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Julie Villegas wins Fulbright Fellowship

Sweeps through higher educational models in Japan
Autumn 2014 Newsletter


The Honors Program is proud to share that long-time Associate Director and International Programs Lead, Julie Villegas, won a prestigious Fulbright International Administrators Fellowship and attended the corresponding two-week program in June. The Fulbright Fellowship brought U.S. international education professionals and senior higher education officials to various institutions throughout Japan to foster deeper understanding of Japanese higher education systems while developing important relationships between international colleagues. As we enter the application season for 2015-2016 opportunities to study abroad, we asked Dr. Villegas to share some reflections on her Fulbright experience.

Out of Many, One - by Julie Villegas

Fulbright in Japan group photo - 2014

The Fulbright’s mission is to increase mutual understanding between the people of the United States and people in other countries; to promote peace through understanding differences while suspending judgment. I realized quickly, that we, as Fulbrighters, were modeling this value, that we had been selected in part because the committee had confidence in our commitment to experience Japan as a diverse yet united force. Our differences in institutions, job positions, politics and personalities, would prove to be one of the most stimulating and transformative components of the experience. Despite our differences, the Fulbrighters bonded well and soon came to trust and depend on each other. Our little community seemed to be a reflection of E pluribus unum, “out of many, one”, the seal and the promise of our country.  

I was proud to be part of the Fulbright group and proud to represent the United States. This in itself, for me, was a revelation, as I had been feeling quite disillusioned by impasses between our political parties and the heartlessness of corporate business in a democratic nation. This trip helped me to understand my own position as an educator within U.S. culture and revealed my discomfort with our American version of the “elevator system” and “tracking” of students. I realized that I had also come into the trip with preconceived notions about the people, history and individuals of Japan. Being in a collaborative environment that was grounded in trust allowed me to recognize my bias and advance and reformulate my ideas about Japan and its relationship with the U.S. I left Japan truly inspired and I am eager to return to continue learning.  

Julie Villegas Fulbright in Japan 2014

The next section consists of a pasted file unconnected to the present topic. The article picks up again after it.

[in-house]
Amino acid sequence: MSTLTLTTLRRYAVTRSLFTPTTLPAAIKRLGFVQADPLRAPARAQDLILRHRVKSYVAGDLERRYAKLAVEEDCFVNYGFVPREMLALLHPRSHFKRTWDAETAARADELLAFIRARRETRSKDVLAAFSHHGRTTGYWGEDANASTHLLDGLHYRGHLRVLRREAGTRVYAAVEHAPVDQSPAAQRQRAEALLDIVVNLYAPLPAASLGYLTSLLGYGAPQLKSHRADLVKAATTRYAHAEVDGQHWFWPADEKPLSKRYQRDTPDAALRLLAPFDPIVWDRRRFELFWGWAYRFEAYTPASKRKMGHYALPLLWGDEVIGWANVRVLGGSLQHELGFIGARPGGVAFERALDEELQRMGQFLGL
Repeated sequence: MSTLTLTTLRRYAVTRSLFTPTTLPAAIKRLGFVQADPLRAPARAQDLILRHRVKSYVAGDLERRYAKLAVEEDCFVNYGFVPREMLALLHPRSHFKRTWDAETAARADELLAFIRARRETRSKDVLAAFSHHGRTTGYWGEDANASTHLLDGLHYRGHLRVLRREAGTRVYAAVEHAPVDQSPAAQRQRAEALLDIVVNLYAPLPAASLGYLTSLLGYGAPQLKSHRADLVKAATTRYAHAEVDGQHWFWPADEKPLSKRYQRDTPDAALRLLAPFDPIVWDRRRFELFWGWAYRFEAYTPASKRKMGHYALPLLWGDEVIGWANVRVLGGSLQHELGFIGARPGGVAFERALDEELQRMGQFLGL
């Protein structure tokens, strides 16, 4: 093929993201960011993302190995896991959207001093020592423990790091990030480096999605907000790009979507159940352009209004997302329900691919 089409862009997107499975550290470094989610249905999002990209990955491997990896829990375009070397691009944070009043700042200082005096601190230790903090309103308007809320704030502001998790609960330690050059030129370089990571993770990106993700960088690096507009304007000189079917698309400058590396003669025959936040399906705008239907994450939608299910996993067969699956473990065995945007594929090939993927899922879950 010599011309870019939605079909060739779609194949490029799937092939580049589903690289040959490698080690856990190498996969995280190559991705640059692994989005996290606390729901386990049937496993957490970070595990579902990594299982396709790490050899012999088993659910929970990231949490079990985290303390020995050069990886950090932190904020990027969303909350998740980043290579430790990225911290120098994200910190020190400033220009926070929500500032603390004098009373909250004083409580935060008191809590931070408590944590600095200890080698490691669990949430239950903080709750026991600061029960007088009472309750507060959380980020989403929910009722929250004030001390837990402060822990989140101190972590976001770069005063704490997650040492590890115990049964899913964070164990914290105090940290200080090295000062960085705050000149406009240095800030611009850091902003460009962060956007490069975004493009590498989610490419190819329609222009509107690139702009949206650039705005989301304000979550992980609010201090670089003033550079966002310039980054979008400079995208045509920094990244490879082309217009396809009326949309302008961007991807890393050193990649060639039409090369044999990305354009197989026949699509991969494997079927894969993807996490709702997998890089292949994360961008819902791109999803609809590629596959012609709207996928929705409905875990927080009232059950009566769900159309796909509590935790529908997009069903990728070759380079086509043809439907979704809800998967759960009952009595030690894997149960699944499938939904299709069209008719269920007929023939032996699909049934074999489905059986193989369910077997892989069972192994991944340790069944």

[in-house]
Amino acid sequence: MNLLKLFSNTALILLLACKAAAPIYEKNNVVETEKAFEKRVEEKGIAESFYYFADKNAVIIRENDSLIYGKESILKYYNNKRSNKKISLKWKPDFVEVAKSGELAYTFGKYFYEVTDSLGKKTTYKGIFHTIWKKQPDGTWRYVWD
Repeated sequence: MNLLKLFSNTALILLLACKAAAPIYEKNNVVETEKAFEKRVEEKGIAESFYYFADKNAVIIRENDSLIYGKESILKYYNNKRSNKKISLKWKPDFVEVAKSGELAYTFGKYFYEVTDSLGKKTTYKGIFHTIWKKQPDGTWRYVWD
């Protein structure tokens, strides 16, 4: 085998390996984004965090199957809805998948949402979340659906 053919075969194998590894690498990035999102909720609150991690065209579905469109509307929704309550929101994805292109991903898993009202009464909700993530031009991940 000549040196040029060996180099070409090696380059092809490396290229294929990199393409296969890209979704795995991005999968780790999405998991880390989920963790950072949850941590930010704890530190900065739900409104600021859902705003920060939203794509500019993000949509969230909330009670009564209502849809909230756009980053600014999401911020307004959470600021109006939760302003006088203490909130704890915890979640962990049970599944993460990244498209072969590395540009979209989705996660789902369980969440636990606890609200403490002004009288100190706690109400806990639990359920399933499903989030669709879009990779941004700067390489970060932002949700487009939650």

There were a few wonderful things I learned about the culture during my trip. For instance: there are very few public trash cans as Japanese take responsibility for their trash and take it with them. They do not litter, ever.  Also, communication in Japan is often subtle. I found it best to listen carefully and follow the lead of my host. It is not appropriate to blurt out your opinion as quickly as possible. Silence is respectful as you wait to hear what others say. On the other hand, there is a clear hierarchy in many situations so it is best to understand the organizational structure, if possible, and first address the person who is of highest status in the group.

I hope to organize a group of students to Japan (perhaps focusing on a comparative look at higher education) to experience a Fulbright-like program where they bond with each other and share their own stories. Mutual trust within their group and with Japanese peers and mentors will allow them to engage on a deeper level in order to listen and learn about the culture. That’s the value of experiential learning within a diverse and respectful community of scholars.

Julie Villegas Fulbright in Japan 2014 - transit

As we work to create that experience in Japan for our Honors students, we have some exciting exchange opportunities available in the near future, including several visiting scholars joining the Honors community this academic year. Kazu Yokota, International Economics Professor, Commerce School, Waseda University, is here as a visiting scholar from 2014-2016, jointly sponsored by Honors, Foster School of Business, and the School of Finance. The University of Washington will exchange English Professor Gillian Harkins this spring for American studies professor Kristina Graaff from Humboldt University in Berlin. Both Gillian and Kristina will interface with the study abroad students of our upcoming Berlin study-abroad program. English department chair Brian Reed is excited to present some co-curricular programming while Professor Graaff is in Seattle. These visiting scholars will focus on their research while teaching an Honors/English class, attending special events and representing our program to UW as ambassadors of goodwill from abroad.

More about Honors opportunities to Study Abroad here:
https://honors.uw.edu/international/

More about the Fulbright IEA program here:
http://www.cies.org/program/fulbright-international-education-administrators-program-iea